Management of adverse events in patients with acute myeloid leukemia in remission receiving oral azacitidine: experience from the phase 3 randomized QUAZAR AML-001 trial

Ravandi, Farhad, Roboz, Gail J, Wei, Andrew H, Döhner, Hartmut, Pocock, Christopher, Selleslag, Dominik, Montesinos, Pau, Sayar, Hamid, Musso, Maurizio, Figuera-Alvarez, Angela, Safah, Hana, Tse, William, Sohn, Sang Kyun, Hiwase, Devendra, Chevassut, Timothy, Pierdomenico, Francesca, La Torre, Ignazia, Skikne, Barry, Bailey, Rochelle, Zhong, Jianhua, Beach, C L and Dombret, Herve (2021) Management of adverse events in patients with acute myeloid leukemia in remission receiving oral azacitidine: experience from the phase 3 randomized QUAZAR AML-001 trial. Journal of Hematology and Oncology, 14 (1). a133 1-14. ISSN 1756-8722

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Abstract

Background
Most older patients with acute myeloid leukemia (AML) who attain morphologic remission with intensive chemotherapy (IC) will eventually relapse and post-relapse prognosis is dismal. In the pivotal QUAZAR AML-001 trial, oral azacitidine maintenance therapy significantly prolonged overall survival by 9.9 months (P < 0.001) and relapse-free survival by 5.3 months (P < 0.001) compared with placebo in patients with AML in first remission after IC who were not candidates for transplant. Currently, the QUAZAR AML-001 trial provides the most comprehensive safety information associated with oral azacitidine maintenance therapy. Reviewed here are common adverse events (AEs) during oral azacitidine treatment in QUAZAR AML-001, and practical recommendations for AE management based on guidance from international cancer consortiums, regulatory authorities, and the authors’ clinical experience treating patients in the trial.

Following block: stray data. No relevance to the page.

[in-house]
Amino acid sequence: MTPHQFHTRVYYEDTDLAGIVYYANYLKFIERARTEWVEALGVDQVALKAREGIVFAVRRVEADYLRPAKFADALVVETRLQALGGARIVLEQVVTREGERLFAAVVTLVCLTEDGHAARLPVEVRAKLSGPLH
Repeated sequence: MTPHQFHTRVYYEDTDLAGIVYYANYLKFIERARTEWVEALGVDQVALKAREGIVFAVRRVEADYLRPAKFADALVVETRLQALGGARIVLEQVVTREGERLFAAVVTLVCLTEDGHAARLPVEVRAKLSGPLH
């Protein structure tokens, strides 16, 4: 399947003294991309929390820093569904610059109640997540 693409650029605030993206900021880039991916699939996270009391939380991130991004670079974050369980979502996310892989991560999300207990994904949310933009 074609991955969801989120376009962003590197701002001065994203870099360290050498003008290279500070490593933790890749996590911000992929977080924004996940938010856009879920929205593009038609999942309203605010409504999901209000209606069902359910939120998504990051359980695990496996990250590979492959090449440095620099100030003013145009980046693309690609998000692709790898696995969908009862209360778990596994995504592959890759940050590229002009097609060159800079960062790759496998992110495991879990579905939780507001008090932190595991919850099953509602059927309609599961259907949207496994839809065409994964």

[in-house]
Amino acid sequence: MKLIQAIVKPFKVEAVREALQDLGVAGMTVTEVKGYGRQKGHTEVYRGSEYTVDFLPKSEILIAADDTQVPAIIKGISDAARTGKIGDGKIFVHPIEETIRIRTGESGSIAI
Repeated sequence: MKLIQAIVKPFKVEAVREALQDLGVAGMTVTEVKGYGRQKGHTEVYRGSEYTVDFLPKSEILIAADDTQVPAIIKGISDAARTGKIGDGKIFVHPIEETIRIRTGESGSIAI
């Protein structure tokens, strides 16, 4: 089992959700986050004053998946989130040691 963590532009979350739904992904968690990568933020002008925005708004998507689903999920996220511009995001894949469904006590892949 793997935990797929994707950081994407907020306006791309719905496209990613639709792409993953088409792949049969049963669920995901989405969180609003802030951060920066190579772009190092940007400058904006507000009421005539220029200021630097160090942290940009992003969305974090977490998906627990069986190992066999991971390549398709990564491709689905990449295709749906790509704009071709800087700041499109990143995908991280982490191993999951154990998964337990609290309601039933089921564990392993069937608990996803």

Methods
QUAZAR AML-001 is an international, placebo-controlled randomized phase 3 study. Patients aged ≥ 55 years with AML and intermediate- or poor-risk cytogenetics at diagnosis, who had attained first complete remission (CR) or CR with incomplete blood count recovery (CRi) within 4 months before study entry, were randomized 1:1 to receive oral azacitidine 300 mg or placebo once-daily for 14 days in repeated 28-day cycles. Safety was assessed in all patients who received ≥ 1 dose of study drug.

Results
A total of 469 patients received oral azacitidine (n = 236) or placebo (n = 233). Median age was 68 years. Patients received a median of 12 (range 1–80) oral azacitidine treatment cycles or 6 (1–73) placebo cycles. Gastrointestinal AEs were common and typically low-grade. The most frequent grade 3–4 AEs during oral azacitidine therapy were hematologic events. AEs infrequently required permanent discontinuation of oral azacitidine (13%), suggesting they were effectively managed with use of concomitant medications and oral azacitidine dosing modifications.

Conclusion
Oral azacitidine maintenance had a generally favorable safety profile. Prophylaxis with antiemetic agents, and blood count monitoring every other week, are recommended for at least the first 2 oral azacitidine treatment cycles, and as needed thereafter. Awareness of the type, onset, and duration of common AEs, and implementation of effective AE management, may maximize treatment adherence and optimize the survival benefits of oral azacitidine AML remission maintenance therapy.

Trial registration. This trial is registered on clinicaltrials.gov: NCT01757535 as of December 2012.

Item Type: Article
Keywords: CC-486, Maintenance, Oral azacitidine, Safety
Schools and Departments: Brighton and Sussex Medical School > Clinical and Experimental Medicine
SWORD Depositor: Mx Elements Account
Depositing User: Mx Elements Account
Date Deposited: 08 Nov 2021 08:34
Last Modified: 08 Nov 2021 08:45
URI: http://sro.sussex.ac.uk/id/eprint/102708

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